Alcatraz Penitentiary sits atop a small island in the middle of San Francisco Bay, and when the fog rolls in, the bone-chilling dampness permeates every corner. In countless trips there, I have met with the darker sides of human nature, walking in the footsteps of former convicts and guards in places that were never meant to be seen by the public. As you step into a cell, you can sense the emotions trapped in this fortress that inmates called "Hellcatraz."

This legendary American prison is full of peeling paint, rust, crumbling concrete, broken glass - and tremendous sense of scale, with long rows of tiny cells and very high ceilings. The vast, cold silence of its cellblocks, corridors and empty spaces speak volumes for the boredom, hopelessness and routine that made up a day in the life here. It was hard on inmates and guards alike.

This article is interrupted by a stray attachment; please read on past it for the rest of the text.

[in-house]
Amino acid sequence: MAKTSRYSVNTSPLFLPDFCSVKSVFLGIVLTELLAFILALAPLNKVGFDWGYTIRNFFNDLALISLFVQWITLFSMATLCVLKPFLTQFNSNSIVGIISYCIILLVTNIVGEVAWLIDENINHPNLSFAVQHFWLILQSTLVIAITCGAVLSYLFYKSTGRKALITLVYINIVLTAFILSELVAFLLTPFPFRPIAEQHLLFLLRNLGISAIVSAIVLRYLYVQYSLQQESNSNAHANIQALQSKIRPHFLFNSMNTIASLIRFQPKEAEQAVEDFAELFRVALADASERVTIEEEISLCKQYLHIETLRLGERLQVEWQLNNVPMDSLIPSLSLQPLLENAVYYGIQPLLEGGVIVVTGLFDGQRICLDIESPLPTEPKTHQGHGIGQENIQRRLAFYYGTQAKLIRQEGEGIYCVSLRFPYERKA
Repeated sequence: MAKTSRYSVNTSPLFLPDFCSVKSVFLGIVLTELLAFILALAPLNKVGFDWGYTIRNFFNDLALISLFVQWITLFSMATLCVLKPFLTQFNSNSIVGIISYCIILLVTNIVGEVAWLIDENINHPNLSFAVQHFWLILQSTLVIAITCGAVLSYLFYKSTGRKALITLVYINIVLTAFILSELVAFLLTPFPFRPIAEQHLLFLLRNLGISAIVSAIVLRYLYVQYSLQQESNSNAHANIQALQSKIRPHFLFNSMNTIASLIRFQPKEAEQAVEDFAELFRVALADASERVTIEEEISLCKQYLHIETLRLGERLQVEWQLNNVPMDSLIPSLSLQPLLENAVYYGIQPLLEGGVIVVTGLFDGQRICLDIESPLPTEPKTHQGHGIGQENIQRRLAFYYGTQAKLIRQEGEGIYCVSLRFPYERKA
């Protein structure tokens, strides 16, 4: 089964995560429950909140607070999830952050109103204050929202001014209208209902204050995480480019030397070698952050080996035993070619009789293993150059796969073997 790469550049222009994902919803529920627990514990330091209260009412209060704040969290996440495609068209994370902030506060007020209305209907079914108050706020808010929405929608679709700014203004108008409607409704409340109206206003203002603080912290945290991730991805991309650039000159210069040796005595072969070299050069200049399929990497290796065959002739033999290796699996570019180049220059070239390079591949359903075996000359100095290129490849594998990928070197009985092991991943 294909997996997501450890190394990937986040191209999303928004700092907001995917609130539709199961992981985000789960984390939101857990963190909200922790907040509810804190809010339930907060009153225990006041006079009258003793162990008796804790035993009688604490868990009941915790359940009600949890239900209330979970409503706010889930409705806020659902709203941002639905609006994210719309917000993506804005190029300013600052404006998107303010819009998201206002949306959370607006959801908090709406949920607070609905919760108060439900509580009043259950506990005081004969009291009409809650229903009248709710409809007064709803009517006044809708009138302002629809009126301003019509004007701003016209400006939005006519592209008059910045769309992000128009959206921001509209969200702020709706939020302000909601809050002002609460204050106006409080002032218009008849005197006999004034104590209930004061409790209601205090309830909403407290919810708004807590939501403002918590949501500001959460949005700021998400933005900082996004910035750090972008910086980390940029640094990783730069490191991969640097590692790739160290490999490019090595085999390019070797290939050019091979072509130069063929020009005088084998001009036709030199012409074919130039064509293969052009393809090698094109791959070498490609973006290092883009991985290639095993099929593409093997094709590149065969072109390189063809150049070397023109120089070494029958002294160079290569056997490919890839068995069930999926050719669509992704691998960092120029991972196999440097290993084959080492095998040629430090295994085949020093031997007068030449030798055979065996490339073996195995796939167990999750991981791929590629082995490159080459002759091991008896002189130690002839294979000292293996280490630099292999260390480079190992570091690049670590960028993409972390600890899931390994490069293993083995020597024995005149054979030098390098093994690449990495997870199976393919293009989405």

This project has developed over the years into a survey of both its accessible and unknown parts - the off-limits areas that visitors rarely get to see, and it includes three of Alcatraz's recent histories - as military garrison, federal penitentiary, occupied island.